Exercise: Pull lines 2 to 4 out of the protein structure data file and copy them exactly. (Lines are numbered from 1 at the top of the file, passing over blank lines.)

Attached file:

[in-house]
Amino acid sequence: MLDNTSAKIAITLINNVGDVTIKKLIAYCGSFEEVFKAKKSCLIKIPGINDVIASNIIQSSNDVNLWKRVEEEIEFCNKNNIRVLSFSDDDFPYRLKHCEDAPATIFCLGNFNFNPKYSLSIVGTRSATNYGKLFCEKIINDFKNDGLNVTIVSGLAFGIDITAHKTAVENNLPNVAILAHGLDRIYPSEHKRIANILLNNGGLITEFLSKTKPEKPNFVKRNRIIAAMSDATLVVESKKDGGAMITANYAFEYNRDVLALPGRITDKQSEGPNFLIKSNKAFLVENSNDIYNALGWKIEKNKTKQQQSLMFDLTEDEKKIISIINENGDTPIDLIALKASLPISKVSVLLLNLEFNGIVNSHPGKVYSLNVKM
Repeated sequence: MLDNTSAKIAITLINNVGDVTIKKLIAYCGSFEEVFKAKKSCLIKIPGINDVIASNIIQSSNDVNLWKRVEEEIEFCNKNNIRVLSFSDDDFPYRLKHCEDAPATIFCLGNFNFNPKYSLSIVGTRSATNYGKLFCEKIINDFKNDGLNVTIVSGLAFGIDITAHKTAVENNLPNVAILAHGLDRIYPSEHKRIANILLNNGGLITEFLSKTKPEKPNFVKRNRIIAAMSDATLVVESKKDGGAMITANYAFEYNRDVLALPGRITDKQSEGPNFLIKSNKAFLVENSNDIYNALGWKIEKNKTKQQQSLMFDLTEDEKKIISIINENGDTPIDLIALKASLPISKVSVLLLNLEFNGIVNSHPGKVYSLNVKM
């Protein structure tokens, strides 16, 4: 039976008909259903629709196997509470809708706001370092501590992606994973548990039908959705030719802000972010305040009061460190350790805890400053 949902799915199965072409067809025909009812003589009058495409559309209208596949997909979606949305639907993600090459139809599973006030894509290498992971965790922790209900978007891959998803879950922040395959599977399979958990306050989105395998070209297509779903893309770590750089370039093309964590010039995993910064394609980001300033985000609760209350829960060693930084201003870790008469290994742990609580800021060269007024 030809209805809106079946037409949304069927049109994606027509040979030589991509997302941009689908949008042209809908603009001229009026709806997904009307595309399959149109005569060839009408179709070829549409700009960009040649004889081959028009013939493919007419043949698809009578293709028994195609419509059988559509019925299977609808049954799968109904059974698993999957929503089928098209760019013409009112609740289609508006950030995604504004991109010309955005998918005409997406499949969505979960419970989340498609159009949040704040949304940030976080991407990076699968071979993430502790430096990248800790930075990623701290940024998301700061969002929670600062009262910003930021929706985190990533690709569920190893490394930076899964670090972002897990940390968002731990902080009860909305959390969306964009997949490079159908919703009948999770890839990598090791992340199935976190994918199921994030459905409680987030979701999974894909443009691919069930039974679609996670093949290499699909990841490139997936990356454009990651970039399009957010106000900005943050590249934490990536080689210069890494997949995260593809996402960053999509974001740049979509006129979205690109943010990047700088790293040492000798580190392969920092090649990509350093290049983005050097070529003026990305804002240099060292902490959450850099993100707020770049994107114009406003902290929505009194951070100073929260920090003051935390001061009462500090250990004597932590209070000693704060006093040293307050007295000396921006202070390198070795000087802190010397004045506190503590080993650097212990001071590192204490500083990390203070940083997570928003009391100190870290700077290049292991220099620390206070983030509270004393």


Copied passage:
Amino acid sequence: MLDNTSAKIAITLINNVGDVTIKKLIAYCGSFEEVFKAKKSCLIKIPGINDVIASNIIQSSNDVNLWKRVEEEIEFCNKNNIRVLSFSDDDFPYRLKHCEDAPATIFCLGNFNFNPKYSLSIVGTRSATNYGKLFCEKIINDFKNDGLNVTIVSGLAFGIDITAHKTAVENNLPNVAILAHGLDRIYPSEHKRIANILLNNGGLITEFLSKTKPEKPNFVKRNRIIAAMSDATLVVESKKDGGAMITANYAFEYNRDVLALPGRITDKQSEGPNFLIKSNKAFLVENSNDIYNALGWKIEKNKTKQQQSLMFDLTEDEKKIISIINENGDTPIDLIALKASLPISKVSVLLLNLEFNGIVNSHPGKVYSLNVKM
Repeated sequence: MLDNTSAKIAITLINNVGDVTIKKLIAYCGSFEEVFKAKKSCLIKIPGINDVIASNIIQSSNDVNLWKRVEEEIEFCNKNNIRVLSFSDDDFPYRLKHCEDAPATIFCLGNFNFNPKYSLSIVGTRSATNYGKLFCEKIINDFKNDGLNVTIVSGLAFGIDITAHKTAVENNLPNVAILAHGLDRIYPSEHKRIANILLNNGGLITEFLSKTKPEKPNFVKRNRIIAAMSDATLVVESKKDGGAMITANYAFEYNRDVLALPGRITDKQSEGPNFLIKSNKAFLVENSNDIYNALGWKIEKNKTKQQQSLMFDLTEDEKKIISIINENGDTPIDLIALKASLPISKVSVLLLNLEFNGIVNSHPGKVYSLNVKM
């Protein structure tokens, strides 16, 4: 039976008909259903629709196997509470809708706001370092501590992606994973548990039908959705030719802000972010305040009061460190350790805890400053 949902799915199965072409067809025909009812003589009058495409559309209208596949997909979606949305639907993600090459139809599973006030894509290498992971965790922790209900978007891959998803879950922040395959599977399979958990306050989105395998070209297509779903893309770590750089370039093309964590010039995993910064394609980001300033985000609760209350829960060693930084201003870790008469290994742990609580800021060269007024 030809209805809106079946037409949304069927049109994606027509040979030589991509997302941009689908949008042209809908603009001229009026709806997904009307595309399959149109005569060839009408179709070829549409700009960009040649004889081959028009013939493919007419043949698809009578293709028994195609419509059988559509019925299977609808049954799968109904059974698993999957929503089928098209760019013409009112609740289609508006950030995604504004991109010309955005998918005409997406499949969505979960419970989340498609159009949040704040949304940030976080991407990076699968071979993430502790430096990248800790930075990623701290940024998301700061969002929670600062009262910003930021929706985190990533690709569920190893490394930076899964670090972002897990940390968002731990902080009860909305959390969306964009997949490079159908919703009948999770890839990598090791992340199935976190994918199921994030459905409680987030979701999974894909443009691919069930039974679609996670093949290499699909990841490139997936990356454009990651970039399009957010106000900005943050590249934490990536080689210069890494997949995260593809996402960053999509974001740049979509006129979205690109943010990047700088790293040492000798580190392969920092090649990509350093290049983005050097070529003026990305804002240099060292902490959450850099993100707020770049994107114009406003902290929505009194951070100073929260920090003051935390001061009462500090250990004597932590209070000693704060006093040293307050007295000396921006202070390198070795000087802190010397004045506190503590080993650097212990001071590192204490500083990390203070940083997570928003009391100190870290700077290049292991220099620390206070983030509270004393």